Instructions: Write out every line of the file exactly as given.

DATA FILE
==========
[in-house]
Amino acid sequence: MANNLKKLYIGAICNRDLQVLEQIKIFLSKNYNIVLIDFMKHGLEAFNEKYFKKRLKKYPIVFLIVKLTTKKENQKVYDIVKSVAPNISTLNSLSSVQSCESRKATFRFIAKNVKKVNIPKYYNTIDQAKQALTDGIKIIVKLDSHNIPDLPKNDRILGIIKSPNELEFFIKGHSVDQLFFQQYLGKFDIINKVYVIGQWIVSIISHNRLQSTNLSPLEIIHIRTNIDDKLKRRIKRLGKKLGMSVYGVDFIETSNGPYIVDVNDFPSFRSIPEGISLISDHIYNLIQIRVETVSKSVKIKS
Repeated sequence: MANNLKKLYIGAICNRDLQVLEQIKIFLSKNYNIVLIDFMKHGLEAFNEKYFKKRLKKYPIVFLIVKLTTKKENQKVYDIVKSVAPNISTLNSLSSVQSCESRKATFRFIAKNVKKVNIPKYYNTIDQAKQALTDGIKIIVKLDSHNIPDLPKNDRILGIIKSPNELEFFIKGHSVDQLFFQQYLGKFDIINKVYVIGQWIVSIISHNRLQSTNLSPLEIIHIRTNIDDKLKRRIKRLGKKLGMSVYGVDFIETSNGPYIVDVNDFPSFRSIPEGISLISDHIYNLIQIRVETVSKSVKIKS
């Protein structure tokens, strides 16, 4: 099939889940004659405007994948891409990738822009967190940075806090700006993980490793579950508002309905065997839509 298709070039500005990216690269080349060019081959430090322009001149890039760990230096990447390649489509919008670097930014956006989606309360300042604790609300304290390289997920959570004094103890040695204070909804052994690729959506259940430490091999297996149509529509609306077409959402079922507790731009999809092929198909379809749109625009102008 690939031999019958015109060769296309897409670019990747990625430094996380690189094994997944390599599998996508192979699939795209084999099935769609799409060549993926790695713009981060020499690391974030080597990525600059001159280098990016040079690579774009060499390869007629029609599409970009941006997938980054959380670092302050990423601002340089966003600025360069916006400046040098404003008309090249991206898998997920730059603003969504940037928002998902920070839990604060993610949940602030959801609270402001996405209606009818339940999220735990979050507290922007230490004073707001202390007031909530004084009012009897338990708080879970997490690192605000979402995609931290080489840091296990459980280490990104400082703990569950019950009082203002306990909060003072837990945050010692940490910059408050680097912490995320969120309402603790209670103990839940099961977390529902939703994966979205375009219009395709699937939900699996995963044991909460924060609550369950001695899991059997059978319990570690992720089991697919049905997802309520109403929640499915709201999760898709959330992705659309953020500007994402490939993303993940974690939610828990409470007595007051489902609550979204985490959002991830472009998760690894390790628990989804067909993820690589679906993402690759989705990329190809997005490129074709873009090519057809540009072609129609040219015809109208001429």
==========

[in-house]
Amino acid sequence: MANNLKKLYIGAICNRDLQVLEQIKIFLSKNYNIVLIDFMKHGLEAFNEKYFKKRLKKYPIVFLIVKLTTKKENQKVYDIVKSVAPNISTLNSLSSVQSCESRKATFRFIAKNVKKVNIPKYYNTIDQAKQALTDGIKIIVKLDSHNIPDLPKNDRILGIIKSPNELEFFIKGHSVDQLFFQQYLGKFDIINKVYVIGQWIVSIISHNRLQSTNLSPLEIIHIRTNIDDKLKRRIKRLGKKLGMSVYGVDFIETSNGPYIVDVNDFPSFRSIPEGISLISDHIYNLIQIRVETVSKSVKIKS
Repeated sequence: MANNLKKLYIGAICNRDLQVLEQIKIFLSKNYNIVLIDFMKHGLEAFNEKYFKKRLKKYPIVFLIVKLTTKKENQKVYDIVKSVAPNISTLNSLSSVQSCESRKATFRFIAKNVKKVNIPKYYNTIDQAKQALTDGIKIIVKLDSHNIPDLPKNDRILGIIKSPNELEFFIKGHSVDQLFFQQYLGKFDIINKVYVIGQWIVSIISHNRLQSTNLSPLEIIHIRTNIDDKLKRRIKRLGKKLGMSVYGVDFIETSNGPYIVDVNDFPSFRSIPEGISLISDHIYNLIQIRVETVSKSVKIKS
């Protein structure tokens, strides 16, 4: 099939889940004659405007994948891409990738822009967190940075806090700006993980490793579950508002309905065997839509 298709070039500005990216690269080349060019081959430090322009001149890039760990230096990447390649489509919008670097930014956006989606309360300042604790609300304290390289997920959570004094103890040695204070909804052994690729959506259940430490091999297996149509529509609306077409959402079922507790731009999809092929198909379809749109625009102008 690939031999019958015109060769296309897409670019990747990625430094996380690189094994997944390599599998996508192979699939795209084999099935769609799409060549993926790695713009981060020499690391974030080597990525600059001159280098990016040079690579774009060499390869007629029609599409970009941006997938980054959380670092302050990423601002340089966003600025360069916006400046040098404003008309090249991206898998997920730059603003969504940037928002998902920070839990604060993610949940602030959801609270402001996405209606009818339940999220735990979050507290922007230490004073707001202390007031909530004084009012009897338990708080879970997490690192605000979402995609931290080489840091296990459980280490990104400082703990569950019950009082203002306990909060003072837990945050010692940490910059408050680097912490995320969120309402603790209670103990839940099961977390529902939703994966979205375009219009395709699937939900699996995963044991909460924060609550369950001695899991059997059978319990570690992720089991697919049905997802309520109403929640499915709201999760898709959330992705659309953020500007994402490939993303993940974690939610828990409470007595007051489902609550979204985490959002991830472009998760690894390790628990989804067909993820690589679906993402690759989705990329190809997005490129074709873009090519057809540009072609129609040219015809109208001429």